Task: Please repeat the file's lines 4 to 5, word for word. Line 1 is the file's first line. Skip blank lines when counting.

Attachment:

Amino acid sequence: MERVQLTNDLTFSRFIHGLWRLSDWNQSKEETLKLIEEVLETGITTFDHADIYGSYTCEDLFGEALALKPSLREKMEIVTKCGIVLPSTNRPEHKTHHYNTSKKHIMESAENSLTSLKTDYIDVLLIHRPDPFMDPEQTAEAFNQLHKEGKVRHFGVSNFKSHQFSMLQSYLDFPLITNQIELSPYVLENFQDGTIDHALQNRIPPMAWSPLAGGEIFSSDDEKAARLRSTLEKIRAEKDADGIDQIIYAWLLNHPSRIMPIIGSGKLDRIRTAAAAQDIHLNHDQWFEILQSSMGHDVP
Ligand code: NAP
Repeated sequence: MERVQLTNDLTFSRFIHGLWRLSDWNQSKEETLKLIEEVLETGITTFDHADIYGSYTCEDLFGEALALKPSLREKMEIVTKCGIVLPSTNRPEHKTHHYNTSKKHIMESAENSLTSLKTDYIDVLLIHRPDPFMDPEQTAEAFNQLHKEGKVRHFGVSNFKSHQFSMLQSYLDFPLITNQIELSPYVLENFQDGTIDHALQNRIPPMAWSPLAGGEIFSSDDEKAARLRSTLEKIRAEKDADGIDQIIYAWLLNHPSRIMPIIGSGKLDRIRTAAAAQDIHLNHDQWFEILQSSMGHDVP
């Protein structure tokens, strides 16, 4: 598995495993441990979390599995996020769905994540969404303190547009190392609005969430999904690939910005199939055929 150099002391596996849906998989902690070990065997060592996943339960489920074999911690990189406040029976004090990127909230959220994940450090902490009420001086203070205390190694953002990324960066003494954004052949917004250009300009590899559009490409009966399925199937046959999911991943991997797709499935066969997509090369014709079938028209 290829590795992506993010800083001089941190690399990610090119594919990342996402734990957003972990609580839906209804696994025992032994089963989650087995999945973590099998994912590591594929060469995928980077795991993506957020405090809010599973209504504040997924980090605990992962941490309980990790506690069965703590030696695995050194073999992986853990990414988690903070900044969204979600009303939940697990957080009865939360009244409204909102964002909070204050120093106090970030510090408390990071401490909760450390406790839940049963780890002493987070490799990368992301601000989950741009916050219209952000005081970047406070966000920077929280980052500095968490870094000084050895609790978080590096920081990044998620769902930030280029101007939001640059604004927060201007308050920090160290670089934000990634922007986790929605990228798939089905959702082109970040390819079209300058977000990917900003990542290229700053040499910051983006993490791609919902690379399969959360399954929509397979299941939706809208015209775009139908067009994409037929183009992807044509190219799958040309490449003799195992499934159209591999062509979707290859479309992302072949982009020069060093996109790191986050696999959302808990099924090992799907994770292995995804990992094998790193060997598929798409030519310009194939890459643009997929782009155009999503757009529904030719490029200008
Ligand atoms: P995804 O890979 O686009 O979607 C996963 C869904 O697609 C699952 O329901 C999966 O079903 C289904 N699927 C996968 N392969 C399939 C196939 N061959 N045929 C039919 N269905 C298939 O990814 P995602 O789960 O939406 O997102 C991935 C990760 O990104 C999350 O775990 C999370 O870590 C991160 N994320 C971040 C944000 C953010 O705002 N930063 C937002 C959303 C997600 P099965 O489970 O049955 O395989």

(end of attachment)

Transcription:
């Protein structure tokens, strides 16, 4: 598995495993441990979390599995996020769905994540969404303190547009190392609005969430999904690939910005199939055929 150099002391596996849906998989902690070990065997060592996943339960489920074999911690990189406040029976004090990127909230959220994940450090902490009420001086203070205390190694953002990324960066003494954004052949917004250009300009590899559009490409009966399925199937046959999911991943991997797709499935066969997509090369014709079938028209 290829590795992506993010800083001089941190690399990610090119594919990342996402734990957003972990609580839906209804696994025992032994089963989650087995999945973590099998994912590591594929060469995928980077795991993506957020405090809010599973209504504040997924980090605990992962941490309980990790506690069965703590030696695995050194073999992986853990990414988690903070900044969204979600009303939940697990957080009865939360009244409204909102964002909070204050120093106090970030510090408390990071401490909760450390406790839940049963780890002493987070490799990368992301601000989950741009916050219209952000005081970047406070966000920077929280980052500095968490870094000084050895609790978080590096920081990044998620769902930030280029101007939001640059604004927060201007308050920090160290670089934000990634922007986790929605990228798939089905959702082109970040390819079209300058977000990917900003990542290229700053040499910051983006993490791609919902690379399969959360399954929509397979299941939706809208015209775009139908067009994409037929183009992807044509190219799958040309490449003799195992499934159209591999062509979707290859479309992302072949982009020069060093996109790191986050696999959302808990099924090992799907994770292995995804990992094998790193060997598929798409030519310009194939890459643009997929782009155009999503757009529904030719490029200008
Ligand atoms: P995804 O890979 O686009 O979607 C996963 C869904 O697609 C699952 O329901 C999966 O079903 C289904 N699927 C996968 N392969 C399939 C196939 N061959 N045929 C039919 N269905 C298939 O990814 P995602 O789960 O939406 O997102 C991935 C990760 O990104 C999350 O775990 C999370 O870590 C991160 N994320 C971040 C944000 C953010 O705002 N930063 C937002 C959303 C997600 P099965 O489970 O049955 O395989």